Best Day On The Water: The Ultimate Water-Ski Trick

By Jack Slimp

Water skiing cartoonIllustration: Gary Holland

In the early 1960s, when I was a hotdog water-skier, I was slalom skiing in El Paso, Texas, on the small man-made Lake Ascarate, which had banks that are essentially cut straight down so you could ski close to shore. My brother, Stu, was the driver of our 1961 Lone Star 16-foot runabout.

It was a beautiful, sunny day, and there were picnickers on one the side of the lake. When skiing past the area, a bunch of people waved at us. Realizing we had an audience, I signaled Stu to bring me back around.

While the boat was making its approach, my slalom skiing was throwing huge walls of water. I touched an elbow to the water while leaning toward the shore before straightening up for my pass across the middle of the picnic area. My ski had a deep keel and was very narrow in the rear, and I was going to pop the ski as vertical as possible to create a big spray bubble of water around me.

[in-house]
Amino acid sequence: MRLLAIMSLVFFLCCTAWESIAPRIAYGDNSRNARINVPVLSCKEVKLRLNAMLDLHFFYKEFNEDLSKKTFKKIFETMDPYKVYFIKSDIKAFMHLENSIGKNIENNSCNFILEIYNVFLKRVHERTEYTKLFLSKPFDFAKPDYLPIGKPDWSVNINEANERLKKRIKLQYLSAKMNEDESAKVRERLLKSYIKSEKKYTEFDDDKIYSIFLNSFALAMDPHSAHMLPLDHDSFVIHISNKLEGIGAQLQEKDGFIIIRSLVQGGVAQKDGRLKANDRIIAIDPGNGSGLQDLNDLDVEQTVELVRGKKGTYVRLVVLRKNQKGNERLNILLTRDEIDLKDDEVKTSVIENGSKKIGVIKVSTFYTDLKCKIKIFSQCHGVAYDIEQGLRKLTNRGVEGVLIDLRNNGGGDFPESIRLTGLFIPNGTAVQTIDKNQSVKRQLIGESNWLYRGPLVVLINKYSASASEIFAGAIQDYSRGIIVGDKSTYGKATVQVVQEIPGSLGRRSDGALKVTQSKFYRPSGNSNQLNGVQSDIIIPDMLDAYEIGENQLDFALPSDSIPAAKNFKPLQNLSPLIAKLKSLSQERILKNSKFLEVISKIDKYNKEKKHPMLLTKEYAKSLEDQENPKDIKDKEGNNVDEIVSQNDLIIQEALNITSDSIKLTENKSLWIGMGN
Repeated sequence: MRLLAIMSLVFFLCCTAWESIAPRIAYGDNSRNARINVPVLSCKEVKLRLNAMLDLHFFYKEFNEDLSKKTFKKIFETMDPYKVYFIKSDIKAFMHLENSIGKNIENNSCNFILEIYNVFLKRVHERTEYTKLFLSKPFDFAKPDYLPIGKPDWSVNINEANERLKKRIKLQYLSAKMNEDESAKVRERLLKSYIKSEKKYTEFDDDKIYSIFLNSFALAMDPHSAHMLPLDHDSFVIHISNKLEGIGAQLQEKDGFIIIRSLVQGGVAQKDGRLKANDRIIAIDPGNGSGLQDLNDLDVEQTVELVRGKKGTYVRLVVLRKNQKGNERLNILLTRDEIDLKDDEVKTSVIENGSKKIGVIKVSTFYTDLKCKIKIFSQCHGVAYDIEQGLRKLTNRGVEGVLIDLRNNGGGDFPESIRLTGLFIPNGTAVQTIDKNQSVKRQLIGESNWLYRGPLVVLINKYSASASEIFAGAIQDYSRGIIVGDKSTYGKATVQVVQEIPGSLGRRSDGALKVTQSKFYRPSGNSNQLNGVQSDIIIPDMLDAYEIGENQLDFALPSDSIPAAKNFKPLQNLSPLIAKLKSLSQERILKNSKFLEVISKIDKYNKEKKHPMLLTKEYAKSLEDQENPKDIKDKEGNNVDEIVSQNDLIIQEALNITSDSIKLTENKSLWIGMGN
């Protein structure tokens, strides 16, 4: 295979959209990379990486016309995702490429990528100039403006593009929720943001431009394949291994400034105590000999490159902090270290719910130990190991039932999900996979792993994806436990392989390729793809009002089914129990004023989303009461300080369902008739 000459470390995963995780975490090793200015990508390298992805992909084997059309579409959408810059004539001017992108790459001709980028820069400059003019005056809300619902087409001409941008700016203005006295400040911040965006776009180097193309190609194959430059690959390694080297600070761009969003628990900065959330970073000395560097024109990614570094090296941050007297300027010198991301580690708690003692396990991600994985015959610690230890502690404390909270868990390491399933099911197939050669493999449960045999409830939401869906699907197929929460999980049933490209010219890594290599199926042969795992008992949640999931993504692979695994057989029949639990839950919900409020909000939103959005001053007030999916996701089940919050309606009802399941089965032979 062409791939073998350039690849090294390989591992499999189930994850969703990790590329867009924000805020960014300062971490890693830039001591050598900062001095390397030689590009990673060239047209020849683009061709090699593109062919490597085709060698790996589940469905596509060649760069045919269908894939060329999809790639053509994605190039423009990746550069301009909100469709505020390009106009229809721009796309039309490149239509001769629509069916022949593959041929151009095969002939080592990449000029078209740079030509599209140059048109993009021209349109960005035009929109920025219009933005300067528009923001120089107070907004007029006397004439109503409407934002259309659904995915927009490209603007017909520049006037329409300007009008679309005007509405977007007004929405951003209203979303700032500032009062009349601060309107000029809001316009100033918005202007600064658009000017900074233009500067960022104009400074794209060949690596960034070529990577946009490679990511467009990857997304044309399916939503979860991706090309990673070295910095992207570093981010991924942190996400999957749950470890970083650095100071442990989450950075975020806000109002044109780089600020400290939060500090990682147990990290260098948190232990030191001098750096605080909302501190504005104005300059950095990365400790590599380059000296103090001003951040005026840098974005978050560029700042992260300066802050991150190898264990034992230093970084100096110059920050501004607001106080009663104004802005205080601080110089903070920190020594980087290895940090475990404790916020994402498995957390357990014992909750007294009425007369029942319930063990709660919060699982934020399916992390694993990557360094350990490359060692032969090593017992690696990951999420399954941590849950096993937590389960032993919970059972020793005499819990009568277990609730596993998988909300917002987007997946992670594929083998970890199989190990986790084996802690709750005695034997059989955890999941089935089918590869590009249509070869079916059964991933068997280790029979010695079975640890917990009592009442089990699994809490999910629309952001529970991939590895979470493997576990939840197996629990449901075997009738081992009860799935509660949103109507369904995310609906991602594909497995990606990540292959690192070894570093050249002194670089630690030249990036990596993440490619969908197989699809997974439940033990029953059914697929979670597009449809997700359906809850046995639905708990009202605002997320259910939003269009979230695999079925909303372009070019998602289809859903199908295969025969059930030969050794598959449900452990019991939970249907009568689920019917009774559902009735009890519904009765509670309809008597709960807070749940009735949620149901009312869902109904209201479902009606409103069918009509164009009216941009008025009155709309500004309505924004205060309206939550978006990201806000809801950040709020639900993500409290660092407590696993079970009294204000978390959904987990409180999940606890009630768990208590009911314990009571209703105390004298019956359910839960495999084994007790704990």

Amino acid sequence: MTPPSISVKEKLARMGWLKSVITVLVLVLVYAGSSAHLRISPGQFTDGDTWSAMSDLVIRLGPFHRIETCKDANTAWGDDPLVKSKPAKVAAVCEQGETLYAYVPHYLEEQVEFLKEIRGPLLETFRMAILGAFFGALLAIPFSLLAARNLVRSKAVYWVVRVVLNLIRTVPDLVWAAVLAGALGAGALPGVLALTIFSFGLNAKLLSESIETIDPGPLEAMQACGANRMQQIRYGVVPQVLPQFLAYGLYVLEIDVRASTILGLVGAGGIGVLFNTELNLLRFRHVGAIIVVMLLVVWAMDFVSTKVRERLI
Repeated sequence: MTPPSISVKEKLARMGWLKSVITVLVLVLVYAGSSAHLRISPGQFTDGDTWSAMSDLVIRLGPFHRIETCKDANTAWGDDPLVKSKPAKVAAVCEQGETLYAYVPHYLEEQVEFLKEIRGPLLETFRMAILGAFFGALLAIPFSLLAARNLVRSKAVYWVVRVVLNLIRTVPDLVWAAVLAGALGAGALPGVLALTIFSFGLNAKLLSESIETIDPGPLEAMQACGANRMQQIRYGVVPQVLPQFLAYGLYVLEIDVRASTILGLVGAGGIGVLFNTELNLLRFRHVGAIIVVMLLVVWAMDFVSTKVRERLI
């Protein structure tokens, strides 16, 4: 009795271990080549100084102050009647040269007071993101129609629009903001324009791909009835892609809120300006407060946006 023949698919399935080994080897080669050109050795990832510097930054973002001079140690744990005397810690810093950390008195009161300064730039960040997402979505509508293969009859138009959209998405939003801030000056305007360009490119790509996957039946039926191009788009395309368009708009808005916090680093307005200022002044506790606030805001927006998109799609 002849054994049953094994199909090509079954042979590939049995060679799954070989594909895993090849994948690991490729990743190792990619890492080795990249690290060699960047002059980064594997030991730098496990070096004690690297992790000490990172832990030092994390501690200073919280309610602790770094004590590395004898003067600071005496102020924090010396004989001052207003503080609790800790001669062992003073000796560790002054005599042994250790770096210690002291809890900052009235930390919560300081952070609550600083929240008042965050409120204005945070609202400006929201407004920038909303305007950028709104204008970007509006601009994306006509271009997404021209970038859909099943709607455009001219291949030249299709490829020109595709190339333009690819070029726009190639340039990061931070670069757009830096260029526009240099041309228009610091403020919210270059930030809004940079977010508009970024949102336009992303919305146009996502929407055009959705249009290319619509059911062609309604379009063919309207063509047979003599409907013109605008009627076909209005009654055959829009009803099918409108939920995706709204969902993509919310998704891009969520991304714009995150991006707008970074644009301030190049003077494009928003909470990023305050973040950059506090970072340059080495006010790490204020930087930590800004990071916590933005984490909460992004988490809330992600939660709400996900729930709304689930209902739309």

Alas, the water was shallower than expected, and suddenly the ski's keel grabbed the mud bottom and jerked the whole ski down. I was popped off the ski, sailed through the air, landed head first in the water with arms outstretched, while momentum spun me forward, flipped me upright, and I came to a stop on my feet in knee-deep water. Briefly stunned, I came to my senses hearing the roar and applause of the crowd. Everybody was clapping, cheering wildly. So I took a bow and waved — but for some reason, I never did an encore. 

— Published: August/September 2018

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